I don't have time 9 22.5%
It is difficult to learn about ST. Poor quality 8 20.0%
I find ST difficult to understand 8 20.0%
ST has no process or framework so it becomes too abstract… 6 15.0%
I am not convinced it is more effective than other ways of doing inquiry. 5 12.5%
There is no ST diploma or skill level I can brag about 2 5.0%
I have little or no use for it. 1 2.5%
ST is not perceived by my peers as professional 1 2.5%
ST is not sexy, cool or trendy. (Appealing) 1 2.5%
I don't like the ST community. 0 0%
ST is boring. 0 0%
I don't feel welcome in the ST community. 0 0%
I don't care about systems. I already have enough things to think about. 0 0%

57.5% (23/40) of non-experts say they are in the process of learning more about ST.

Free text answers from non-experts on “Why are you not learning more about Systems Thinking?”

Difficult to use 

“It is difficult to start modeling and applying ST to own problem domain even I have read books and articles with clear and good examples.”
“Being reminded, or told, how ST could help with particular things I am working on. The provision of a resource that promised to be intellectually exciting and practically helpful might be a prompt. That would be something that explained the principles (and pointed to other sources where they already exist) but then had lots of examples of how you could use it practically in your day to day role as a manager, consultant or whatever.”
“I haven't seen practical examples of it being used successfully in everyday business affairs and am not sure what techniques to use when.” 

Not seen as important or significant 

“…It is not that there are reasons not to (boring, not sexy etc.). It is more a question of if and when it rises high up enough the priority, or 'to do', list to actually get done. That's not quite the same as 'don't have time' - there is time, but there are many competing pressures for it.“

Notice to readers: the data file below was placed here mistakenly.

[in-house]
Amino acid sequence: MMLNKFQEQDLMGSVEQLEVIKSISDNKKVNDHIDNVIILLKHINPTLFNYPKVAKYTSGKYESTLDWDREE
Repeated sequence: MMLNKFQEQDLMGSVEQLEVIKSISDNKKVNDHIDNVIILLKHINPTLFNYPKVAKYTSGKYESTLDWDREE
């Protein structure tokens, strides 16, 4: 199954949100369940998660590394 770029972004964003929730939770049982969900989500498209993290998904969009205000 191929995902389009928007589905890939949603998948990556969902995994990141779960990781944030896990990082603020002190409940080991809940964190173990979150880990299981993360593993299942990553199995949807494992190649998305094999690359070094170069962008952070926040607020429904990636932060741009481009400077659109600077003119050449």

No authority on the common place to start learning 

“I don't know how to start, what path to follow. How to pick materials to learn from.” 
“I haven't found a way to actually learn ST. What I started to read wasn't appealing enough to dig into it all”.

No community 

“I think doing ST together with others (best: interdisciplinary) is a bigger learning experience than trying to figure things out alone. Finding others who are nearby, open and interested to do this together needs some time and luck :)” 

Non-experts in response to “How often do you use Systems Thinking?”

Rarely or never 12 30.0%
Once a month 11 27.5%
Once a week 10 25.0%
Daily 6 15.0%


Afterword

With this I hope the survey has given the ST community valuable data for further analysis.

I hereby encourage you to use the data to come up with solutions to how we can make ST more widespread, as I strongly believe that an appreciation for Systems Thinking among the population would make the world a better place.